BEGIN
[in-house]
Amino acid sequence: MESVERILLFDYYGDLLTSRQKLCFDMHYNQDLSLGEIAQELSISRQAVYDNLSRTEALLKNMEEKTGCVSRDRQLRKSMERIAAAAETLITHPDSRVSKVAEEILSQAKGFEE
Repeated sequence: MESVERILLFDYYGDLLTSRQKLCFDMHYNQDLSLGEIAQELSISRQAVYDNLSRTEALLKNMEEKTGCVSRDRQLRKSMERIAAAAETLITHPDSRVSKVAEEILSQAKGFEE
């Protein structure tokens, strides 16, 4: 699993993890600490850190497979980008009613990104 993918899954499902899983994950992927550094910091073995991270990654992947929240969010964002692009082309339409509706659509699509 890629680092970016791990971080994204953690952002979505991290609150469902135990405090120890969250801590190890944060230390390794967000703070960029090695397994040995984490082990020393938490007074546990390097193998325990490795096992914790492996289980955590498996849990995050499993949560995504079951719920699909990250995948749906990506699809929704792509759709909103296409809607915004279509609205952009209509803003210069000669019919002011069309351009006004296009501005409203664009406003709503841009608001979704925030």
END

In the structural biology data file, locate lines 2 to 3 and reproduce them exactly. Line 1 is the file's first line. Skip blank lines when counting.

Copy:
Amino acid sequence: MESVERILLFDYYGDLLTSRQKLCFDMHYNQDLSLGEIAQELSISRQAVYDNLSRTEALLKNMEEKTGCVSRDRQLRKSMERIAAAAETLITHPDSRVSKVAEEILSQAKGFEE
Repeated sequence: MESVERILLFDYYGDLLTSRQKLCFDMHYNQDLSLGEIAQELSISRQAVYDNLSRTEALLKNMEEKTGCVSRDRQLRKSMERIAAAAETLITHPDSRVSKVAEEILSQAKGFEE